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Year : 2016  |  Volume : 6  |  Issue : 2  |  Page : 72-77

Knowledge awareness and prescription practice of antibiotics among private dental practitioners in Mangalore

Department of Periodontics, A.B Shetty Memorial Institute of Dental Sciences, NITTE University, Mangalore, Karnataka, India

Correspondence Address:
Dr. Anahita Punj
Department of Periodontics, A.B Shetty Memorial Institute of Dental Sciences, NITTE University, Deralakatte, Mangalore - 575 018, Karnataka
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Source of Support: None, Conflict of Interest: None

DOI: 10.4103/jeed.jeed_1_17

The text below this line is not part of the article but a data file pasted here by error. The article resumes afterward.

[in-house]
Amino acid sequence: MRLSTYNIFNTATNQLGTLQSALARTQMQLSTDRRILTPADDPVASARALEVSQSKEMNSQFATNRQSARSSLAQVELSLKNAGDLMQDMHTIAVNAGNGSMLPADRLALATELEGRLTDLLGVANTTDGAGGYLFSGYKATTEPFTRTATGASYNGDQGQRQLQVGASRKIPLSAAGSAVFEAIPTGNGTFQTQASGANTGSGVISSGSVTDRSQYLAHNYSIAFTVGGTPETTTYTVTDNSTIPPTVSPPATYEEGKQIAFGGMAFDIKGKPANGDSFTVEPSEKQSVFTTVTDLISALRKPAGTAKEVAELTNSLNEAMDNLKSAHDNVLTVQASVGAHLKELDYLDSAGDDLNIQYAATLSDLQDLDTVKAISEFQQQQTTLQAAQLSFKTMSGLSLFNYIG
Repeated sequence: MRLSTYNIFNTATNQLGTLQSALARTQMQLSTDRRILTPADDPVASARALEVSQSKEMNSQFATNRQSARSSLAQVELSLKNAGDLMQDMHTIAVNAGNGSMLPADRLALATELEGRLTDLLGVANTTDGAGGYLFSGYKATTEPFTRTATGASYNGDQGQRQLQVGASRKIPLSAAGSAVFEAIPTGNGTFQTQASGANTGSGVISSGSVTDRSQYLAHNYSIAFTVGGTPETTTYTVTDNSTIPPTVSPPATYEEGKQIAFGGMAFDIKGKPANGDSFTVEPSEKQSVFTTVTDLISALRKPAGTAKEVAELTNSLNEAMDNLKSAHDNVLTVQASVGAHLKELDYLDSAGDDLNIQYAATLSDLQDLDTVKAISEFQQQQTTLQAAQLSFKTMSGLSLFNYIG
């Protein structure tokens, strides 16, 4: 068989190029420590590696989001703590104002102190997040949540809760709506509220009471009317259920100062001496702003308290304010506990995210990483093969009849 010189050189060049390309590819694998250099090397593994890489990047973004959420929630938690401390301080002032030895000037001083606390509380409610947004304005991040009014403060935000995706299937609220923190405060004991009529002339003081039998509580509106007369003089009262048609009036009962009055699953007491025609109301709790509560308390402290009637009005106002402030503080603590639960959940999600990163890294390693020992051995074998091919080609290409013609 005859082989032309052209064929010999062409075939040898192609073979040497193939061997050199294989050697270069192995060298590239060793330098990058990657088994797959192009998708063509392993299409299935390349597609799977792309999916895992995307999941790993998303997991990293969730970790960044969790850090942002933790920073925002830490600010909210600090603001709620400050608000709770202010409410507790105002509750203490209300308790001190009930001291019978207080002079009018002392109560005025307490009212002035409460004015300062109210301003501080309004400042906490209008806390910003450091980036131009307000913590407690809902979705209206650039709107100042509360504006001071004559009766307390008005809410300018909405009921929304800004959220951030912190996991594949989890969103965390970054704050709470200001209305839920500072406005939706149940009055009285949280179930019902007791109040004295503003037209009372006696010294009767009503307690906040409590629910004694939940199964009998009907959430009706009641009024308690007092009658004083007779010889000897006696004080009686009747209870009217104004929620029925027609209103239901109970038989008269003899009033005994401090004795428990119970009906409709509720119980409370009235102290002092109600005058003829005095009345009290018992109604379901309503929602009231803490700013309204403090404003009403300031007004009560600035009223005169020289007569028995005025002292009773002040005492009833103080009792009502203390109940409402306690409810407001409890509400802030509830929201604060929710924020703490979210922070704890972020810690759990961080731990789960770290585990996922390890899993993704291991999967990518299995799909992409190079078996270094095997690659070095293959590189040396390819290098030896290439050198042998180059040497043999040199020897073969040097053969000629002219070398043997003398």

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Background: Dental practitioners commonly prescribe antibiotics to treat dental infections. Literature suggests that inappropriate use of antibiotics is common in dental practice. Proper use of antibiotics thus becomes essential to ensure that effective and safe treatment is available and that practices that may enhance microbial resistance are avoided. To improve the standards of care, dentists need to keep themselves updated with the current patterns of antibiotic prescription and their use. Aim: This study aims to assess the level of knowledge and awareness of antibiotic use/misuse, and prophylactic use among private dental practitioners of Mangalore by studying their prescription pattern. Subjects and Methods: Questionnaires were distributed to all the private dental practitioners in Mangalore, who willingly consented to participate in the study. The responses obtained were then analyzed. The distribution of variables was described in terms of frequency and percentage. Results: Penicillin group (amoxicillin) was the most common prescribed antibiotic for almost all dental infections, followed by the combination of amoxicillin and metronidazole. Tetracycline was most commonly prescribed for periodontal diseases. Although dentists had adequate knowledge in prescribing antibiotics for dental infections, some lacked knowledge regarding the indications of antibiotic prophylaxis needed in cardiac conditions, rheumatic fever or sinusitis. There were others who were unaware of the alternative antibiotic choices required in necessary cases. Conclusion: The therapeutic prescribing of antibiotics in general dental practice varies widely and is suboptimal. There is a clear need for the development of prescribing guidelines and educational initiatives to encourage the rational and appropriate use of the antibiotics in general dental practice.

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